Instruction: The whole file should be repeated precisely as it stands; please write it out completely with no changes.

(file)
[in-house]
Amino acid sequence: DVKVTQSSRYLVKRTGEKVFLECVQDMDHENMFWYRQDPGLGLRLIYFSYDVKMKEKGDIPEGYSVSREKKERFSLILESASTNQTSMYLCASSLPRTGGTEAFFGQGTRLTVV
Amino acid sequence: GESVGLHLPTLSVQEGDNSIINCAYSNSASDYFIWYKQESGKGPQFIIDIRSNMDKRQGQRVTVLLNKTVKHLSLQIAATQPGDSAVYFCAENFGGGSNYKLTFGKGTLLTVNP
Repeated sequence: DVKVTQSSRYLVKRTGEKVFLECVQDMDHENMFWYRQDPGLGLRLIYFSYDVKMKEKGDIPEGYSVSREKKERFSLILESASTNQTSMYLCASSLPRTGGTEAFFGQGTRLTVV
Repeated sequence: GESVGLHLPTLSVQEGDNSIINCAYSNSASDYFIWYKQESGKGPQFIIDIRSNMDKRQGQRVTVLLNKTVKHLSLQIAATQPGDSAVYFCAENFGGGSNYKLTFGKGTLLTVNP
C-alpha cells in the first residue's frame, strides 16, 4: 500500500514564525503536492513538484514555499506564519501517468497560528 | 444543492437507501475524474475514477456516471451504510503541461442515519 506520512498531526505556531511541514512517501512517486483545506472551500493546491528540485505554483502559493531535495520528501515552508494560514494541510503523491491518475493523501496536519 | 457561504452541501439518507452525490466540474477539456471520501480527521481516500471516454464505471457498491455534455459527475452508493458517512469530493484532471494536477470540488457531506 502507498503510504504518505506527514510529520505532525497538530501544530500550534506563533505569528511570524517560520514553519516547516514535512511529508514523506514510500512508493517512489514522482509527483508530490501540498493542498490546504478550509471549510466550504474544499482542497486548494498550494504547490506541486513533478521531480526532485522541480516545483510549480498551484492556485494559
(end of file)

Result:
[in-house]
Amino acid sequence: DVKVTQSSRYLVKRTGEKVFLECVQDMDHENMFWYRQDPGLGLRLIYFSYDVKMKEKGDIPEGYSVSREKKERFSLILESASTNQTSMYLCASSLPRTGGTEAFFGQGTRLTVV
Amino acid sequence: GESVGLHLPTLSVQEGDNSIINCAYSNSASDYFIWYKQESGKGPQFIIDIRSNMDKRQGQRVTVLLNKTVKHLSLQIAATQPGDSAVYFCAENFGGGSNYKLTFGKGTLLTVNP
Repeated sequence: DVKVTQSSRYLVKRTGEKVFLECVQDMDHENMFWYRQDPGLGLRLIYFSYDVKMKEKGDIPEGYSVSREKKERFSLILESASTNQTSMYLCASSLPRTGGTEAFFGQGTRLTVV
Repeated sequence: GESVGLHLPTLSVQEGDNSIINCAYSNSASDYFIWYKQESGKGPQFIIDIRSNMDKRQGQRVTVLLNKTVKHLSLQIAATQPGDSAVYFCAENFGGGSNYKLTFGKGTLLTVNP
C-alpha cells in the first residue's frame, strides 16, 4: 500500500514564525503536492513538484514555499506564519501517468497560528 | 444543492437507501475524474475514477456516471451504510503541461442515519 506520512498531526505556531511541514512517501512517486483545506472551500493546491528540485505554483502559493531535495520528501515552508494560514494541510503523491491518475493523501496536519 | 457561504452541501439518507452525490466540474477539456471520501480527521481516500471516454464505471457498491455534455459527475452508493458517512469530493484532471494536477470540488457531506 502507498503510504504518505506527514510529520505532525497538530501544530500550534506563533505569528511570524517560520514553519516547516514535512511529508514523506514510500512508493517512489514522482509527483508530490501540498493542498490546504478550509471549510466550504474544499482542497486548494498550494504547490506541486513533478521531480526532485522541480516545483510549480498551484492556485494559